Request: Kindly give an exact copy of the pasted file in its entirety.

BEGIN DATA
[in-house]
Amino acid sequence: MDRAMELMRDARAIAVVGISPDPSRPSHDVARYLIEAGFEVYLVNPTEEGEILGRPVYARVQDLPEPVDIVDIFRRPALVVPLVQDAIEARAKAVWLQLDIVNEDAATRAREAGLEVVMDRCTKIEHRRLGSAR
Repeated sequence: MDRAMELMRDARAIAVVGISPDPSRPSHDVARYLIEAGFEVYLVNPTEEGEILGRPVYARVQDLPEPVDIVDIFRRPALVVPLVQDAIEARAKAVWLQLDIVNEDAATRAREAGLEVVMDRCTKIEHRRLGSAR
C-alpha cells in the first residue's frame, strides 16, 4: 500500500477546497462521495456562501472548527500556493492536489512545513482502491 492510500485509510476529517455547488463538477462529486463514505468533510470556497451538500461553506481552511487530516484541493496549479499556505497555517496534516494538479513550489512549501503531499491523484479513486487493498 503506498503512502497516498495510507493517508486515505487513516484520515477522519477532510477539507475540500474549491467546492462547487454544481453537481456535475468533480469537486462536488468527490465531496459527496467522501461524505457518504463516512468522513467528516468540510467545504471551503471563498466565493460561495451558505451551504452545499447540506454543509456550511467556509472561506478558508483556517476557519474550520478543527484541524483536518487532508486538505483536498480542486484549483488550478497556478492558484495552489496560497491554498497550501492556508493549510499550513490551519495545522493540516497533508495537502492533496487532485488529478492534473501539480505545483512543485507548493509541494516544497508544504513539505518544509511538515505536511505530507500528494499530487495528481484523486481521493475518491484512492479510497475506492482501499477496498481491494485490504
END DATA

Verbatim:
[in-house]
Amino acid sequence: MDRAMELMRDARAIAVVGISPDPSRPSHDVARYLIEAGFEVYLVNPTEEGEILGRPVYARVQDLPEPVDIVDIFRRPALVVPLVQDAIEARAKAVWLQLDIVNEDAATRAREAGLEVVMDRCTKIEHRRLGSAR
Repeated sequence: MDRAMELMRDARAIAVVGISPDPSRPSHDVARYLIEAGFEVYLVNPTEEGEILGRPVYARVQDLPEPVDIVDIFRRPALVVPLVQDAIEARAKAVWLQLDIVNEDAATRAREAGLEVVMDRCTKIEHRRLGSAR
C-alpha cells in the first residue's frame, strides 16, 4: 500500500477546497462521495456562501472548527500556493492536489512545513482502491 492510500485509510476529517455547488463538477462529486463514505468533510470556497451538500461553506481552511487530516484541493496549479499556505497555517496534516494538479513550489512549501503531499491523484479513486487493498 503506498503512502497516498495510507493517508486515505487513516484520515477522519477532510477539507475540500474549491467546492462547487454544481453537481456535475468533480469537486462536488468527490465531496459527496467522501461524505457518504463516512468522513467528516468540510467545504471551503471563498466565493460561495451558505451551504452545499447540506454543509456550511467556509472561506478558508483556517476557519474550520478543527484541524483536518487532508486538505483536498480542486484549483488550478497556478492558484495552489496560497491554498497550501492556508493549510499550513490551519495545522493540516497533508495537502492533496487532485488529478492534473501539480505545483512543485507548493509541494516544497508544504513539505518544509511538515505536511505530507500528494499530487495528481484523486481521493475518491484512492479510497475506492482501499477496498481491494485490504